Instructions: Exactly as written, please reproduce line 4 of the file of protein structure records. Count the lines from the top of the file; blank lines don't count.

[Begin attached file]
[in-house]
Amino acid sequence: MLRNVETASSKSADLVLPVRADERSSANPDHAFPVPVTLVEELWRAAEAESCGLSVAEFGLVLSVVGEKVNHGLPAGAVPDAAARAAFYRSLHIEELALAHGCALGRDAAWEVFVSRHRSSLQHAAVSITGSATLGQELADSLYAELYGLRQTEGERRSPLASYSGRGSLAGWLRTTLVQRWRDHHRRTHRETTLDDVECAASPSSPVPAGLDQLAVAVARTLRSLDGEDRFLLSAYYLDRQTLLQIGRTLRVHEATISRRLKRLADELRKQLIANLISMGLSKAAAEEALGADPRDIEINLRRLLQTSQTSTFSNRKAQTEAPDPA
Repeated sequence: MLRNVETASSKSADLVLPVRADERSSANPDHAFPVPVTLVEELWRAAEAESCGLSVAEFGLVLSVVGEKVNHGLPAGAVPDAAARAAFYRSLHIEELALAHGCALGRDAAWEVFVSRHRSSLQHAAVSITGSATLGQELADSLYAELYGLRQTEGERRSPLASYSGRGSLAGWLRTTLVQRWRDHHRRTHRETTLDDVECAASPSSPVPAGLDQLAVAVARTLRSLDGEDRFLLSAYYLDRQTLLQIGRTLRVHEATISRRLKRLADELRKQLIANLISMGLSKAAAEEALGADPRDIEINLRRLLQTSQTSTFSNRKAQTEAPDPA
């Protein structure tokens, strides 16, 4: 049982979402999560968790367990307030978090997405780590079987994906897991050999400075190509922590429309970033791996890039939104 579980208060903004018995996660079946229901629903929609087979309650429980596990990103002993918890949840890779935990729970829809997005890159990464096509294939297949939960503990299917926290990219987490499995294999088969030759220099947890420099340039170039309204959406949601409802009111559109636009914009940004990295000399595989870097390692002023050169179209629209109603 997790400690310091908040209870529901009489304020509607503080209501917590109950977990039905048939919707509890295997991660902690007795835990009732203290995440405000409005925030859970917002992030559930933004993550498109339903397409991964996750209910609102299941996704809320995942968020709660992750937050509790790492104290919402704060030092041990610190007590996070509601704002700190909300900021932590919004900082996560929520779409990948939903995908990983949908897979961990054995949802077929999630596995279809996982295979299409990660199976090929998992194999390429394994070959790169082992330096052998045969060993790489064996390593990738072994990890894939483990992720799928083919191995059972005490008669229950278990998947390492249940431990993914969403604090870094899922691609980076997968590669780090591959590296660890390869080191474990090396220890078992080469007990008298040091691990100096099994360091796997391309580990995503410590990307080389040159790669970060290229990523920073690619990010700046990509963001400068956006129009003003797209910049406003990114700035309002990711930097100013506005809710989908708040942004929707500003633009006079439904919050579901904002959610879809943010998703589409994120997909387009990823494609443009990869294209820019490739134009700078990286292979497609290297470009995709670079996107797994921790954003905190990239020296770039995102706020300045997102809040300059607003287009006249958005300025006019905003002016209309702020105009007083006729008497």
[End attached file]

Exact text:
């Protein structure tokens, strides 16, 4: 049982979402999560968790367990307030978090997405780590079987994906897991050999400075190509922590429309970033791996890039939104 579980208060903004018995996660079946229901629903929609087979309650429980596990990103002993918890949840890779935990729970829809997005890159990464096509294939297949939960503990299917926290990219987490499995294999088969030759220099947890420099340039170039309204959406949601409802009111559109636009914009940004990295000399595989870097390692002023050169179209629209109603 997790400690310091908040209870529901009489304020509607503080209501917590109950977990039905048939919707509890295997991660902690007795835990009732203290995440405000409005925030859970917002992030559930933004993550498109339903397409991964996750209910609102299941996704809320995942968020709660992750937050509790790492104290919402704060030092041990610190007590996070509601704002700190909300900021932590919004900082996560929520779409990948939903995908990983949908897979961990054995949802077929999630596995279809996982295979299409990660199976090929998992194999390429394994070959790169082992330096052998045969060993790489064996390593990738072994990890894939483990992720799928083919191995059972005490008669229950278990998947390492249940431990993914969403604090870094899922691609980076997968590669780090591959590296660890390869080191474990090396220890078992080469007990008298040091691990100096099994360091796997391309580990995503410590990307080389040159790669970060290229990523920073690619990010700046990509963001400068956006129009003003797209910049406003990114700035309002990711930097100013506005809710989908708040942004929707500003633009006079439904919050579901904002959610879809943010998703589409994120997909387009990823494609443009990869294209820019490739134009700078990286292979497609290297470009995709670079996107797994921790954003905190990239020296770039995102706020300045997102809040300059607003287009006249958005300025006019905003002016209309702020105009007083006729008497």